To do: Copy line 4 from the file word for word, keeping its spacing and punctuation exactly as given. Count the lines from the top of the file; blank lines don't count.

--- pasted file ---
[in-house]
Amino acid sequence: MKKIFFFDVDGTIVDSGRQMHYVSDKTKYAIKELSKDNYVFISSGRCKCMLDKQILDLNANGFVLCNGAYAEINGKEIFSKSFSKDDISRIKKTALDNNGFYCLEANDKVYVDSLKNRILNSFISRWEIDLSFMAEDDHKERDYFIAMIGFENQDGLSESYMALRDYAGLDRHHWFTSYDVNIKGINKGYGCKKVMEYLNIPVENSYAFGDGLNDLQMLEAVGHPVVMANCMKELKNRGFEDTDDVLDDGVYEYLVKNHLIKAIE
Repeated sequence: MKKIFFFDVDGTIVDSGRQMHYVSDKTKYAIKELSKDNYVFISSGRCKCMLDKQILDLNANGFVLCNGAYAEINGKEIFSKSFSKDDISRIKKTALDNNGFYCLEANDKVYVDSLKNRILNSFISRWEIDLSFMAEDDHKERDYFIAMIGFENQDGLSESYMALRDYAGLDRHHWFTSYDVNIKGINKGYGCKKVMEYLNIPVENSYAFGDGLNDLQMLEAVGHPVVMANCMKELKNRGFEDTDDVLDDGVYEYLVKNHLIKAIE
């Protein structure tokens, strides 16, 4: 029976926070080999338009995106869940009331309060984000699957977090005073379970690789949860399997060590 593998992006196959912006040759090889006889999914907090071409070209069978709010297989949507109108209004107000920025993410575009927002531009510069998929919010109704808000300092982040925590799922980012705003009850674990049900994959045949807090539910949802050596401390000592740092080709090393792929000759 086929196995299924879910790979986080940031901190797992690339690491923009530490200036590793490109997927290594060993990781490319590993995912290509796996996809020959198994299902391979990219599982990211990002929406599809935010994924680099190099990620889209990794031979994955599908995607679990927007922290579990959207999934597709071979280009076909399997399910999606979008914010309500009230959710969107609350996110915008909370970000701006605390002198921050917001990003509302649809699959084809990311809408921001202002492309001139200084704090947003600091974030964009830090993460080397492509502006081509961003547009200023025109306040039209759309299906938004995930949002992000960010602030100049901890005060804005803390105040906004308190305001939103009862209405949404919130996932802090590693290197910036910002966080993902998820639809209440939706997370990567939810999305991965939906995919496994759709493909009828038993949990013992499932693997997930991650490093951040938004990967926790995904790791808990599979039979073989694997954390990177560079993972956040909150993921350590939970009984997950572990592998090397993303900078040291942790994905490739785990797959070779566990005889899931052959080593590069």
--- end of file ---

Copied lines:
């Protein structure tokens, strides 16, 4: 029976926070080999338009995106869940009331309060984000699957977090005073379970690789949860399997060590 593998992006196959912006040759090889006889999914907090071409070209069978709010297989949507109108209004107000920025993410575009927002531009510069998929919010109704808000300092982040925590799922980012705003009850674990049900994959045949807090539910949802050596401390000592740092080709090393792929000759 086929196995299924879910790979986080940031901190797992690339690491923009530490200036590793490109997927290594060993990781490319590993995912290509796996996809020959198994299902391979990219599982990211990002929406599809935010994924680099190099990620889209990794031979994955599908995607679990927007922290579990959207999934597709071979280009076909399997399910999606979008914010309500009230959710969107609350996110915008909370970000701006605390002198921050917001990003509302649809699959084809990311809408921001202002492309001139200084704090947003600091974030964009830090993460080397492509502006081509961003547009200023025109306040039209759309299906938004995930949002992000960010602030100049901890005060804005803390105040906004308190305001939103009862209405949404919130996932802090590693290197910036910002966080993902998820639809209440939706997370990567939810999305991965939906995919496994759709493909009828038993949990013992499932693997997930991650490093951040938004990967926790995904790791808990599979039979073989694997954390990177560079993972956040909150993921350590939970009984997950572990592998090397993303900078040291942790994905490739785990797959070779566990005889899931052959080593590069």